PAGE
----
Concert Review: Day 1, Lollapalooza 2013 (Friday, August 2 in Grant Park)

Concert Review: Day 1, Lollapalooza 2013 (Friday, August 2 in Grant Park)

It wouldn't be Lollapalooza without rain... though that didn't stop performances from Band of Horses, Imagine Dragons, Chance the Rapper, New Order, Nine Inch Nails and more as Lollapalooza 2013 officially got underway in grant park...

In what has started to become an annual tradition the last few years, rain fell once again on Lollapalooza.  Granted, this year it took place in the early hours of Friday morning, long before the gates would actually open and ninety thousand people would flood Grant Park.  And there's actually no more rain in the forecast for the rest of the weekend so odds are all concertgoers will experience a rain-free Lollapalooza.

But they will experience mud.

When I arrived in Grant Park Friday around 4PM, the south end of the festival grounds (near the Red Bull stage) were already pretty swampy.  At least the early rainfall gave crews plenty of time to scatter woodchips and try to soak up standing water which kept it from being as muddy as it could've been.  Festival organizers should be credited for that.

After navigating my way through a pretty incredible traffic bottleneck on Columbus near Jackson (without question the worst I've seen in the past two years), I made my way north to the Bud Light stage to check out my first band of  Lollapalooza 2013: Band of Horses.

Band of Horses attracted one of the biggest crowds that I saw on Friday and for good reason as they put on the best set that I saw on day one.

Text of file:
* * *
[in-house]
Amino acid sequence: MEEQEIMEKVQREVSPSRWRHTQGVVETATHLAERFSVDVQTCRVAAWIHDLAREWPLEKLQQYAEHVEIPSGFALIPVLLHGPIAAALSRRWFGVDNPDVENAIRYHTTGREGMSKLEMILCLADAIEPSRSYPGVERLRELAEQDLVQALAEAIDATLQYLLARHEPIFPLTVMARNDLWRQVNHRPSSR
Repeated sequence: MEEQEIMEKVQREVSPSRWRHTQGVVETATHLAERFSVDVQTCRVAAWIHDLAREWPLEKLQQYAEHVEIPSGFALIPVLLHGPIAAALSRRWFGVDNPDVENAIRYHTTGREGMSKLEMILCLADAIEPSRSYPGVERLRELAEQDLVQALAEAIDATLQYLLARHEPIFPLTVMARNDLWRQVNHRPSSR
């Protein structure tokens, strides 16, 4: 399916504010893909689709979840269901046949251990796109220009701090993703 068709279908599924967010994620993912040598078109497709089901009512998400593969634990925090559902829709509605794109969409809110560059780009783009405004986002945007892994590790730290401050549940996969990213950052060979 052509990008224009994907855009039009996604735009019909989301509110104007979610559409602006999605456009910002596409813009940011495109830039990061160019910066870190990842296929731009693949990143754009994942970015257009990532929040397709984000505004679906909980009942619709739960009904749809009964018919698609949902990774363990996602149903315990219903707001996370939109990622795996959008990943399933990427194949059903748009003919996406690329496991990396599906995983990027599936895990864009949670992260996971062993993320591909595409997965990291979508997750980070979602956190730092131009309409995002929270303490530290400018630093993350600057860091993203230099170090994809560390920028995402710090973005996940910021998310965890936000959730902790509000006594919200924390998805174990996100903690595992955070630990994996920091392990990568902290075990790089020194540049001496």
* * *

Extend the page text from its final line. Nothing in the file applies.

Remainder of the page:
The pulsing bassline of "Knock Knock" got things started and hits like "Laredo" followed shortly thereafter over the course of an hour set.  Singer Ben Bridwell said hello to his daughters via the festival webcast he assumed they were watching, dedicating "No One's Gonna Love You" to them in the process.

Every year at Lollapalooza, there's that first transcendent music moment of the weekend... Where you look around at the skyline (one of the cooler festival views in the country), huddled amongst tens of thousands sharing the feeling of enjoying an incredible live performance.

For me, that moment came Friday as Band of Horses launched into "Is There a Ghost."  The song's lyrics might only contain thirteen words but building from simple, underplayed guitar licks into a giant, cacophony of sound, it was jarring and awesome Friday in Grant Park..

As easy as Band of Horses made it look onstage at Lollapalooza, Imagine Dragons had a decidedly harder time Friday afternoon.  As I arrived to a packed south bowl to catch the band's set on the Lakeshore stage, navigating my way through the mud, I was happy to find myself much closer to the stage than I was for the previous set.

So it seemed strange when the music started and I could barely hear it.  I gave up as the band started their second song and started to head out... which is when I heard the sound cut out altogether.  It was literally as if someone pulled a plug, bad sound becoming no sound at almost the snap of a finger.